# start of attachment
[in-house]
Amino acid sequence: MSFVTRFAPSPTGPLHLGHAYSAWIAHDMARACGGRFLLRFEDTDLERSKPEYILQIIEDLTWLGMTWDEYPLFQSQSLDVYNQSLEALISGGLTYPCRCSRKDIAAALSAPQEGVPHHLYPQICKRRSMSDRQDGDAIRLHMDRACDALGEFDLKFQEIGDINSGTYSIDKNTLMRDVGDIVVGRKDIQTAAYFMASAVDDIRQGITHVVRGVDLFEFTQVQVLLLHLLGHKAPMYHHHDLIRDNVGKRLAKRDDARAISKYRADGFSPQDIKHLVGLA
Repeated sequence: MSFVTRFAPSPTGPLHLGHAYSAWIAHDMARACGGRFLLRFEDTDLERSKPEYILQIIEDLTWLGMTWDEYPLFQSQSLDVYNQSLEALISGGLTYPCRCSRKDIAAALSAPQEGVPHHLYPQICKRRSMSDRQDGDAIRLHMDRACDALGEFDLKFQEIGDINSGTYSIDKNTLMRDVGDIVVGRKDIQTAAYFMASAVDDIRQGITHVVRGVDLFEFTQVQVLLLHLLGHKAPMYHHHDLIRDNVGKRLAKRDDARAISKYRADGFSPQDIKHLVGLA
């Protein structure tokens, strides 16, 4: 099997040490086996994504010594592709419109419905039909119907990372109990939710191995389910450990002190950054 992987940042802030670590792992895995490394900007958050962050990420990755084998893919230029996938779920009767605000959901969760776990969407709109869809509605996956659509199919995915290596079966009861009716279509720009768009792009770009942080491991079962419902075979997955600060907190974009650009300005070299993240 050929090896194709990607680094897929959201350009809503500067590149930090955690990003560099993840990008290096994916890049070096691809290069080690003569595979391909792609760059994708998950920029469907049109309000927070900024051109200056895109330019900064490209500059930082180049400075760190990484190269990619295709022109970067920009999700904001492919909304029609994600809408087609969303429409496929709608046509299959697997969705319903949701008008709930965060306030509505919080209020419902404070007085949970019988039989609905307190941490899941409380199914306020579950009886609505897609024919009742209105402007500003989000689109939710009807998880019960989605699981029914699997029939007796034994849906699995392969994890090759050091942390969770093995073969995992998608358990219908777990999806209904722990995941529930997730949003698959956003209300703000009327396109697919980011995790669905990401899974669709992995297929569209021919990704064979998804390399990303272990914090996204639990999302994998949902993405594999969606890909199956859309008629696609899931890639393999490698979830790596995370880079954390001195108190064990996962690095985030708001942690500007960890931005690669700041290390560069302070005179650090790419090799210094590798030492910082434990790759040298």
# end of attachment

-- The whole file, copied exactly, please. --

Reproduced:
[in-house]
Amino acid sequence: MSFVTRFAPSPTGPLHLGHAYSAWIAHDMARACGGRFLLRFEDTDLERSKPEYILQIIEDLTWLGMTWDEYPLFQSQSLDVYNQSLEALISGGLTYPCRCSRKDIAAALSAPQEGVPHHLYPQICKRRSMSDRQDGDAIRLHMDRACDALGEFDLKFQEIGDINSGTYSIDKNTLMRDVGDIVVGRKDIQTAAYFMASAVDDIRQGITHVVRGVDLFEFTQVQVLLLHLLGHKAPMYHHHDLIRDNVGKRLAKRDDARAISKYRADGFSPQDIKHLVGLA
Repeated sequence: MSFVTRFAPSPTGPLHLGHAYSAWIAHDMARACGGRFLLRFEDTDLERSKPEYILQIIEDLTWLGMTWDEYPLFQSQSLDVYNQSLEALISGGLTYPCRCSRKDIAAALSAPQEGVPHHLYPQICKRRSMSDRQDGDAIRLHMDRACDALGEFDLKFQEIGDINSGTYSIDKNTLMRDVGDIVVGRKDIQTAAYFMASAVDDIRQGITHVVRGVDLFEFTQVQVLLLHLLGHKAPMYHHHDLIRDNVGKRLAKRDDARAISKYRADGFSPQDIKHLVGLA
């Protein structure tokens, strides 16, 4: 099997040490086996994504010594592709419109419905039909119907990372109990939710191995389910450990002190950054 992987940042802030670590792992895995490394900007958050962050990420990755084998893919230029996938779920009767605000959901969760776990969407709109869809509605996956659509199919995915290596079966009861009716279509720009768009792009770009942080491991079962419902075979997955600060907190974009650009300005070299993240 050929090896194709990607680094897929959201350009809503500067590149930090955690990003560099993840990008290096994916890049070096691809290069080690003569595979391909792609760059994708998950920029469907049109309000927070900024051109200056895109330019900064490209500059930082180049400075760190990484190269990619295709022109970067920009999700904001492919909304029609994600809408087609969303429409496929709608046509299959697997969705319903949701008008709930965060306030509505919080209020419902404070007085949970019988039989609905307190941490899941409380199914306020579950009886609505897609024919009742209105402007500003989000689109939710009807998880019960989605699981029914699997029939007796034994849906699995392969994890090759050091942390969770093995073969995992998608358990219908777990999806209904722990995941529930997730949003698959956003209300703000009327396109697919980011995790669905990401899974669709992995297929569209021919990704064979998804390399990303272990914090996204639990999302994998949902993405594999969606890909199956859309008629696609899931890639393999490698979830790596995370880079954390001195108190064990996962690095985030708001942690500007960890931005690669700041290390560069302070005179650090790419090799210094590798030492910082434990790759040298």